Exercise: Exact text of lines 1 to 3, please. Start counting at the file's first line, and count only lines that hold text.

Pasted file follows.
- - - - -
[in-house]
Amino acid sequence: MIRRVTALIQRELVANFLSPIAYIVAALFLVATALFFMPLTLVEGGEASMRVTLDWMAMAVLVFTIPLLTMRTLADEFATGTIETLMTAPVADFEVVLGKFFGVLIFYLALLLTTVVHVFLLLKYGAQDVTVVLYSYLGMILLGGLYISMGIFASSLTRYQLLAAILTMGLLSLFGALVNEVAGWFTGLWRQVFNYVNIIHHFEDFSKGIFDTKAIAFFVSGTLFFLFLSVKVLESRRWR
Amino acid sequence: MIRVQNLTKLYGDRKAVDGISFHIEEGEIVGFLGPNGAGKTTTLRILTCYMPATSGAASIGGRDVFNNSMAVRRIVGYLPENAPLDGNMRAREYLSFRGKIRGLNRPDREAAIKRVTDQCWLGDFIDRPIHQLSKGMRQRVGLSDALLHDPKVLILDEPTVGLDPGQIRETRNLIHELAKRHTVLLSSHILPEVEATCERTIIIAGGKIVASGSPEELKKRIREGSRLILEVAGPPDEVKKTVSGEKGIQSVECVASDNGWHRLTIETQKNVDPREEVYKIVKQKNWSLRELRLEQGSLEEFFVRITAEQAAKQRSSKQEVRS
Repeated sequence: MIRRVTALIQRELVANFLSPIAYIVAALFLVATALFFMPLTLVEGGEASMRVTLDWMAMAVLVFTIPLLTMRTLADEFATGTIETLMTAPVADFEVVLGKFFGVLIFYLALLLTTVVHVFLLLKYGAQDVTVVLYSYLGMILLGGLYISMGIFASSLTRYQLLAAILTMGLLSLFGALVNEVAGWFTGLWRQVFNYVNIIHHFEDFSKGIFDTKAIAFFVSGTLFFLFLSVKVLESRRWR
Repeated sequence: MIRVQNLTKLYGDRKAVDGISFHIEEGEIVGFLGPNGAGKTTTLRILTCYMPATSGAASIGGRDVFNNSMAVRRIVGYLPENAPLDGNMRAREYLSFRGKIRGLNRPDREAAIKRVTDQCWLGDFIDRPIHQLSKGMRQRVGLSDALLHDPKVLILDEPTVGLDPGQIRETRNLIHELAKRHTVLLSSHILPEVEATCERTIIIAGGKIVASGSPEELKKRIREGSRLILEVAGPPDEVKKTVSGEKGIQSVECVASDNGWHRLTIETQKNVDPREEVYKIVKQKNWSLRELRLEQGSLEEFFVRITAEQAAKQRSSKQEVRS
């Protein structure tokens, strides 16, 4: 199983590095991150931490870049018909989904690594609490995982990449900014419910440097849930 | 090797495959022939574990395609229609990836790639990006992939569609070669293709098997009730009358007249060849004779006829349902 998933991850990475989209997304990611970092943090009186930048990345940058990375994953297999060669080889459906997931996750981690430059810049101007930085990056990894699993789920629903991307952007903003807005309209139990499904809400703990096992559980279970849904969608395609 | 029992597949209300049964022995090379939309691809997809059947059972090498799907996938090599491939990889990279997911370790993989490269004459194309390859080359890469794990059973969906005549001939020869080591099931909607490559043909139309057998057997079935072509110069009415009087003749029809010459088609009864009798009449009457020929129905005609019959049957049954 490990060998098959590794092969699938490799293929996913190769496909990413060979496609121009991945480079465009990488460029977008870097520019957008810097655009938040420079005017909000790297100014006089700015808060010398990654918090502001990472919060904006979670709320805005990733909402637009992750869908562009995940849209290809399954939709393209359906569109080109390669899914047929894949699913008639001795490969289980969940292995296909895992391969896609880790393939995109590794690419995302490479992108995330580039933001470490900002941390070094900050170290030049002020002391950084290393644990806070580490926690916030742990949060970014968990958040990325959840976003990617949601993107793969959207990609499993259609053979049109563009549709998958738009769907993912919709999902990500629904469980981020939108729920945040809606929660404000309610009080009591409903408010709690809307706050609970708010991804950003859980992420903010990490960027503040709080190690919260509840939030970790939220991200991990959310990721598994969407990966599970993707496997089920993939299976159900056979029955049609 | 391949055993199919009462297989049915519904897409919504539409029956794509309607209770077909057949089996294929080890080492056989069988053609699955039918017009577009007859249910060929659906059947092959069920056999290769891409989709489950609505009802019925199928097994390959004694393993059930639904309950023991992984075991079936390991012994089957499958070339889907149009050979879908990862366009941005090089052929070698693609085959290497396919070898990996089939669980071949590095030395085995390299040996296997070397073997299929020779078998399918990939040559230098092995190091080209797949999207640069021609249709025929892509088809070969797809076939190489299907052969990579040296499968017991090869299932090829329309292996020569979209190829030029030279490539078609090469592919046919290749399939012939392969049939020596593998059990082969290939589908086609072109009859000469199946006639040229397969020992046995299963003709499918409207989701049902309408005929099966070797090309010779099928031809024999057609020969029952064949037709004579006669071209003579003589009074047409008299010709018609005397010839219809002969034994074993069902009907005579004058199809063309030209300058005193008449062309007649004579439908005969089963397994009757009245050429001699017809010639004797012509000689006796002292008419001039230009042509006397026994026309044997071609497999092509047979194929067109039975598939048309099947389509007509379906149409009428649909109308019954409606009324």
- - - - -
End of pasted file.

[in-house]
Amino acid sequence: MIRRVTALIQRELVANFLSPIAYIVAALFLVATALFFMPLTLVEGGEASMRVTLDWMAMAVLVFTIPLLTMRTLADEFATGTIETLMTAPVADFEVVLGKFFGVLIFYLALLLTTVVHVFLLLKYGAQDVTVVLYSYLGMILLGGLYISMGIFASSLTRYQLLAAILTMGLLSLFGALVNEVAGWFTGLWRQVFNYVNIIHHFEDFSKGIFDTKAIAFFVSGTLFFLFLSVKVLESRRWR
Amino acid sequence: MIRVQNLTKLYGDRKAVDGISFHIEEGEIVGFLGPNGAGKTTTLRILTCYMPATSGAASIGGRDVFNNSMAVRRIVGYLPENAPLDGNMRAREYLSFRGKIRGLNRPDREAAIKRVTDQCWLGDFIDRPIHQLSKGMRQRVGLSDALLHDPKVLILDEPTVGLDPGQIRETRNLIHELAKRHTVLLSSHILPEVEATCERTIIIAGGKIVASGSPEELKKRIREGSRLILEVAGPPDEVKKTVSGEKGIQSVECVASDNGWHRLTIETQKNVDPREEVYKIVKQKNWSLRELRLEQGSLEEFFVRITAEQAAKQRSSKQEVRS